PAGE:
Given a dynamical system (typically is a compact metric space and is continuous), we commonly encounter real-valued functions in one of the following two roles.

- An
*observable function*represents a measurement of the system, so that the sequence of functions represents measurements made at different times, about which we want to make predictions. In the cases we are interested in, these predictions will be probabilistic and will be in terms of the Birkhoff averages , where is the th Birkhoff sum. - A
*potential function*is used to assign weights to different trajectories of the system for purposes of selecting an invariant measure with specific dynamical or geometric properties. Generally the orbit segment is assigned a weight given by . A potential function also assigns weights to invariant measures by integration; in particular, we can study*equilibrium measures*for , which are invariant probability measures maximizing . (Here is Kolmogorov–Sinai entropy.)

Before moving on we remark that can also play the role of a *density function*, especially if we are looking for an invariant measure that is absolutely continuous with respect to some reference measure, but for today we will focus on the two roles described above.

Let denote the set of -invariant Borel probability measures on . Then each induces a map by as in the second item above. It is natural to ask when two functions have . One immediate observation to make is that the defintion of -invariance implies that for all and , so that in particular we have . Thus the function has . We call such a function a *coboundary*; we have just shown that

Proposition 1if is a coboundary, then it integrates to with respect to any invariant measure.

Moreover, since integration is linear in , we have

Proposition 2if two functions and differ by a coboundary, then , ie., for every .

If and differ by a coboundary, we say that they are *cohomologous*; in this case we can write for some , which we call the *transfer function*. Note that is a coboundary if and only if it is cohomologous to the zero function.

Remark 1For a discussion of how this is connected to the notion of cohomology in algebraic topology, see Terry Tao’s blog post from December 2008.

It is natural to ask whether cohomology is the only mechanism by which two functions can have ; in other words, do the converses of Propositions 1 and 2 hold?

In general the answer is no, as one can quickly see by letting be an irrational circle rotation, so that the only invariant measure is Lebesgue, and there are many continuous functions on the circle that have Lebesgue integral but are not coboundaries. When has hyperbolic behavior, however, the story is quite different, and this is what we will discuss in this post.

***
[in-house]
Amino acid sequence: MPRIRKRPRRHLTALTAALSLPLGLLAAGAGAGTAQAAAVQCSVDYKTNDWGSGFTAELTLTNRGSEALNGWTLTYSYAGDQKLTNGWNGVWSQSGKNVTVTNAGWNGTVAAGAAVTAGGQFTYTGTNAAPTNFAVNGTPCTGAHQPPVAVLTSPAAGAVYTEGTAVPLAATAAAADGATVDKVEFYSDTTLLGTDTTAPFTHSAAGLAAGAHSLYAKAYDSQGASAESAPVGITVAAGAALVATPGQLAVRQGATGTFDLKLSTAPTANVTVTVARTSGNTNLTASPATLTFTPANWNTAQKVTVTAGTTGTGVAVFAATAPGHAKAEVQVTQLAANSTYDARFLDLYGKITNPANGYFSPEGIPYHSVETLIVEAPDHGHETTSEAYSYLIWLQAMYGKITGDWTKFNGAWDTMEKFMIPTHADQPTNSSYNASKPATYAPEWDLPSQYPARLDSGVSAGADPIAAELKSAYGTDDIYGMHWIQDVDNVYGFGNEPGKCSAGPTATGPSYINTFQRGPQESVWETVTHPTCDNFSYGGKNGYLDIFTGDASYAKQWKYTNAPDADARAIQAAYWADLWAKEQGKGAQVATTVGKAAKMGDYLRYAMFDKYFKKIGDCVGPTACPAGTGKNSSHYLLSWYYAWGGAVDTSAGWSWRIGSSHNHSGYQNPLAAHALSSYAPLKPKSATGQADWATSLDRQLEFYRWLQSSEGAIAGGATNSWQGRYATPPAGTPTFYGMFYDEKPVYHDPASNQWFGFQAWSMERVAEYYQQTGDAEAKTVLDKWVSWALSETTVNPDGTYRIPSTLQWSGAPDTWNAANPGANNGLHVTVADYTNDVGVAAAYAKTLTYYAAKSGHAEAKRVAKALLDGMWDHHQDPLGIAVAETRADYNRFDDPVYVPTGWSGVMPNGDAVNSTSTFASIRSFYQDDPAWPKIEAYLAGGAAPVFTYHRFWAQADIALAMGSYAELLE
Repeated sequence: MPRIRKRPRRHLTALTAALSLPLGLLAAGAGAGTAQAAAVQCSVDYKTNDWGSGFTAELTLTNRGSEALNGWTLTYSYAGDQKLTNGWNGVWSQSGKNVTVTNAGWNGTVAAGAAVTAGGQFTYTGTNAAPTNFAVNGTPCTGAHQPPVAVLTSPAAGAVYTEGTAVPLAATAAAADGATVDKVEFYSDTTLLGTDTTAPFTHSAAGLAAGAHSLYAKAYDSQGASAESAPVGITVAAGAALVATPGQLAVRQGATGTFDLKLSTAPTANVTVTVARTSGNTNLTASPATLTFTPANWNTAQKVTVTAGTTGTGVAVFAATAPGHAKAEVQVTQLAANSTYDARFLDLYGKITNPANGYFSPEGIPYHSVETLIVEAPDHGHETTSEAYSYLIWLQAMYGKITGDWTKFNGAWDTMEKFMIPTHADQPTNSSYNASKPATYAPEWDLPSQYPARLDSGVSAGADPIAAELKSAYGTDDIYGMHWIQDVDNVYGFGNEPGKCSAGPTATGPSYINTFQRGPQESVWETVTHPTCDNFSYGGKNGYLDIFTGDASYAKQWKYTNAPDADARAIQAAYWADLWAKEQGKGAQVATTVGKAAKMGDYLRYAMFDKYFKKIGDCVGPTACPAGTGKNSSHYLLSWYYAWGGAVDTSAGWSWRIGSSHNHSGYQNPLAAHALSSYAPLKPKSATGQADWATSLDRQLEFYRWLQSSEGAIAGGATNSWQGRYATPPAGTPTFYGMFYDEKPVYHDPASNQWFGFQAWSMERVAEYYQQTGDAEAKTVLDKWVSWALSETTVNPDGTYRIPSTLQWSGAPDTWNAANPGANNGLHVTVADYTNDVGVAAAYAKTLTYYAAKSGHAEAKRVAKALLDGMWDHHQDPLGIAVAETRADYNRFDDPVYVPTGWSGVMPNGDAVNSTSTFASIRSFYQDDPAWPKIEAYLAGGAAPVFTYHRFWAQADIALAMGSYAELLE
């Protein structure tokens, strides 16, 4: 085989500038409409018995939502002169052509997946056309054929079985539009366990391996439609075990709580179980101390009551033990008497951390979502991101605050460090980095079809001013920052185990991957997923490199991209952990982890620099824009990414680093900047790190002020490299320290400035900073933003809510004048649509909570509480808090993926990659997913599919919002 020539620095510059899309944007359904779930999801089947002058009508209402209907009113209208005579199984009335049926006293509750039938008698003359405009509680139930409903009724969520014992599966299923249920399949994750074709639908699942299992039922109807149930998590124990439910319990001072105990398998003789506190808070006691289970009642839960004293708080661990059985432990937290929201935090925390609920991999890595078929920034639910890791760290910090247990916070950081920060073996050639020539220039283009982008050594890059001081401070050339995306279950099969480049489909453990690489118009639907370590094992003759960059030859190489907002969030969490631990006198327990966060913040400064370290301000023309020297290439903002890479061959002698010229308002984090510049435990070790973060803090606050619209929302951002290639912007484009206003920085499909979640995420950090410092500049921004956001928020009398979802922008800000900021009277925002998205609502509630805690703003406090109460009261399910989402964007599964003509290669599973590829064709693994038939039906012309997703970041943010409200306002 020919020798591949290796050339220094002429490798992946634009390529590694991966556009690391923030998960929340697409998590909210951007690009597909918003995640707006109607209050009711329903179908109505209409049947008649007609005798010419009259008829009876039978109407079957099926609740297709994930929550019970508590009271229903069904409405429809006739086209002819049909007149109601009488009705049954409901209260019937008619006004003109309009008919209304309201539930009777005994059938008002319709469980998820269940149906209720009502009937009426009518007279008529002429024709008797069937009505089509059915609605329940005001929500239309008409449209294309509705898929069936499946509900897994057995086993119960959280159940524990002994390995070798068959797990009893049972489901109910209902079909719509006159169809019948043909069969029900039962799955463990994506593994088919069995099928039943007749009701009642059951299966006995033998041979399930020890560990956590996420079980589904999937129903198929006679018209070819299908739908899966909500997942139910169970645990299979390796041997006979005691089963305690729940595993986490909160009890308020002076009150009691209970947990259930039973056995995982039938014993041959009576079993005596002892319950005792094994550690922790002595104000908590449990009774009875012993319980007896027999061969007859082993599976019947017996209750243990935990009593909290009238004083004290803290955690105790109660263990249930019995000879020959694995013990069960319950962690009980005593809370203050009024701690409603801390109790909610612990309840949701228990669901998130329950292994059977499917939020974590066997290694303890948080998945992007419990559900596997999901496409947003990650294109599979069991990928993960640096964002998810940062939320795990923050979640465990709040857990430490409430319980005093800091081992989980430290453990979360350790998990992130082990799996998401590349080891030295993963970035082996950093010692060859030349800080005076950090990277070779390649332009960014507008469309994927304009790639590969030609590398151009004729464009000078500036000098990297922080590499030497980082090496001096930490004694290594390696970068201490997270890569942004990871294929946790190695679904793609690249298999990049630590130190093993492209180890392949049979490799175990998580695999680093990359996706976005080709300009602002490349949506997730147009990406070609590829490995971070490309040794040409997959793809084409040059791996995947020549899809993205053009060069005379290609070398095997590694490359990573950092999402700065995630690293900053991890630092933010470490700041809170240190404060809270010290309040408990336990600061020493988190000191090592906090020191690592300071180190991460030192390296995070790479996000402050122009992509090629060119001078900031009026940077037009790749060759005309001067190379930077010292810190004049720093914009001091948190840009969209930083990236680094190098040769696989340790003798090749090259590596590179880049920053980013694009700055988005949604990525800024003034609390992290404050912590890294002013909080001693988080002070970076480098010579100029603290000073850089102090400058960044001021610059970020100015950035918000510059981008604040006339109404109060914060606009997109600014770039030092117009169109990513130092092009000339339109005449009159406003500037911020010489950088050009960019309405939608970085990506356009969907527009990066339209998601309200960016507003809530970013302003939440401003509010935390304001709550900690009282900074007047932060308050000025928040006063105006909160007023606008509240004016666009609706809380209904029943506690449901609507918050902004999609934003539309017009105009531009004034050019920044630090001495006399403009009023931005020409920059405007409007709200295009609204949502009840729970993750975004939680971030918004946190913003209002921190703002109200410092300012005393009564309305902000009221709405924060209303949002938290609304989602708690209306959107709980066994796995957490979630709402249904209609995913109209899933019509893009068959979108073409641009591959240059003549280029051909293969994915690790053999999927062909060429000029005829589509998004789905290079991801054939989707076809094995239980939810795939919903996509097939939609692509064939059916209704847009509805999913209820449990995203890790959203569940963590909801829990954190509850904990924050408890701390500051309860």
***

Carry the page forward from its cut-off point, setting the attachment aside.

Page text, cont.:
If is a diffeomorphism and is a topologically transitive locally maximal hyperbolic set, then satisfies the following result.

Theorem 3 (Closing Lemma)For every there exists such that if and are such that , then there exists such that and for all .

Moreover, in this case every Hölder continuous has the following property, introduced by Walters in 1978.

Theorem 4 (Walters Property)For every there exist such that if and are such that for all , then .

Both the Closing Lemma and the Walters Property also hold when is a subshift of finite type and is Hölder continuous.

Using these properties we can formulate and prove an important result.

Theorem 5 (Livsic Theorem)Let be a compact metric space, a continuous map satisfying the Closing Lemma and possessing a point whose orbit is dense, and a continuous function satisfying the Walters Property. Then is a coboundary if and only if for every periodic point , we have .

The forward implication is immediate: if is a coboundary, then for every invariant , in particular for . Equivalently one can observe that Birkhoff sums of coboundaries have the following behavior: if , then

and consequently whenever . We must prove the reverse implication, that if whenever , then is a coboundary. To this end note that if is a continuous (hence uniformly continuous) transfer function for , then (1) immediately determines along the entire forward orbit of a point by

(A similar procedure defines along the backward orbit if is invertible.) If is a point whose orbit is dense in , then this determines on all of by continuity. Thus it suffices to prove that (2) defines a uniformly continuous function on the orbit of . To this end, given , let be given by the Walters Property, and then let be given by the Closing Lemma. Suppose that are two points on the orbit of such that . Since lie on the same orbit, there is such that or . Without loss of generality we assume the first case, so that . By the Closing Lemma there is a periodic point such that for all . By (2) and the Walters Property, this implies that

where the last equality uses the fact that Birkhoff sums of vanish around periodic orbits. This proves uniform continuity of on the orbit of , so extends uniformly continuously to , and it is an easy exercise using continuity of both sides of the equation to verify that this relationship continues to hold on all of , so that is indeed a coboundary. This completes the proof of the Livsic Theorem.

Let be as in the Livsic Theorem; then for any satisfying the Walters Property, the following are equivalent:

- for some ;
- for all ;
- for all periodic orbit measures.

Here is one final remark on a specific example of cohomologous potentials: one immediately sees that for every , and so under the conditions of the Livsic Theorem one can conclude that each Birkhoff average is cohomologous to . In fact this can be shown directly, without using the Livsic Theorem, by putting

Then we have

which demonstrates that and are cohomologous.